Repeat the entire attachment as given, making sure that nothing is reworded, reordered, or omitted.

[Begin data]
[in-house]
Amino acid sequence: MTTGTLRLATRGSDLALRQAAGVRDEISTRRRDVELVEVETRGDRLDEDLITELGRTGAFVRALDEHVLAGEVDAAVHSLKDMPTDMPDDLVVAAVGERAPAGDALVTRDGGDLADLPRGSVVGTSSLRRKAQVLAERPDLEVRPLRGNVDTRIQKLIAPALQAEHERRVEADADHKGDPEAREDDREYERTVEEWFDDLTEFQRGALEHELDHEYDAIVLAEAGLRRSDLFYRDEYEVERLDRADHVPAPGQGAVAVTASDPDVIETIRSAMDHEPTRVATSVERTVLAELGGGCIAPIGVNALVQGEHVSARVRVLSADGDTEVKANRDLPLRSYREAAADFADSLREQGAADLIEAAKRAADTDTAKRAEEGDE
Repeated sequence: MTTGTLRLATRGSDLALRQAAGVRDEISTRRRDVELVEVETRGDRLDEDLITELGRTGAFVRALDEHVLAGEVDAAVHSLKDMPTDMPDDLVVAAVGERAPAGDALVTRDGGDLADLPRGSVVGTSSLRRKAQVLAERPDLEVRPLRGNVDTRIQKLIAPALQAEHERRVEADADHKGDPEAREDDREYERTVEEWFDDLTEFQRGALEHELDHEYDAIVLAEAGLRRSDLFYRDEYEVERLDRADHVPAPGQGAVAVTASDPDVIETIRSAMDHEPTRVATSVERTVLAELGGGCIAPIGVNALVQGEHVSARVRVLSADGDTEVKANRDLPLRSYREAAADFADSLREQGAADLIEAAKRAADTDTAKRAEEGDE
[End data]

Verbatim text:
[in-house]
Amino acid sequence: MTTGTLRLATRGSDLALRQAAGVRDEISTRRRDVELVEVETRGDRLDEDLITELGRTGAFVRALDEHVLAGEVDAAVHSLKDMPTDMPDDLVVAAVGERAPAGDALVTRDGGDLADLPRGSVVGTSSLRRKAQVLAERPDLEVRPLRGNVDTRIQKLIAPALQAEHERRVEADADHKGDPEAREDDREYERTVEEWFDDLTEFQRGALEHELDHEYDAIVLAEAGLRRSDLFYRDEYEVERLDRADHVPAPGQGAVAVTASDPDVIETIRSAMDHEPTRVATSVERTVLAELGGGCIAPIGVNALVQGEHVSARVRVLSADGDTEVKANRDLPLRSYREAAADFADSLREQGAADLIEAAKRAADTDTAKRAEEGDE
Repeated sequence: MTTGTLRLATRGSDLALRQAAGVRDEISTRRRDVELVEVETRGDRLDEDLITELGRTGAFVRALDEHVLAGEVDAAVHSLKDMPTDMPDDLVVAAVGERAPAGDALVTRDGGDLADLPRGSVVGTSSLRRKAQVLAERPDLEVRPLRGNVDTRIQKLIAPALQAEHERRVEADADHKGDPEAREDDREYERTVEEWFDDLTEFQRGALEHELDHEYDAIVLAEAGLRRSDLFYRDEYEVERLDRADHVPAPGQGAVAVTASDPDVIETIRSAMDHEPTRVATSVERTVLAELGGGCIAPIGVNALVQGEHVSARVRVLSADGDTEVKANRDLPLRSYREAAADFADSLREQGAADLIEAAKRAADTDTAKRAEEGDE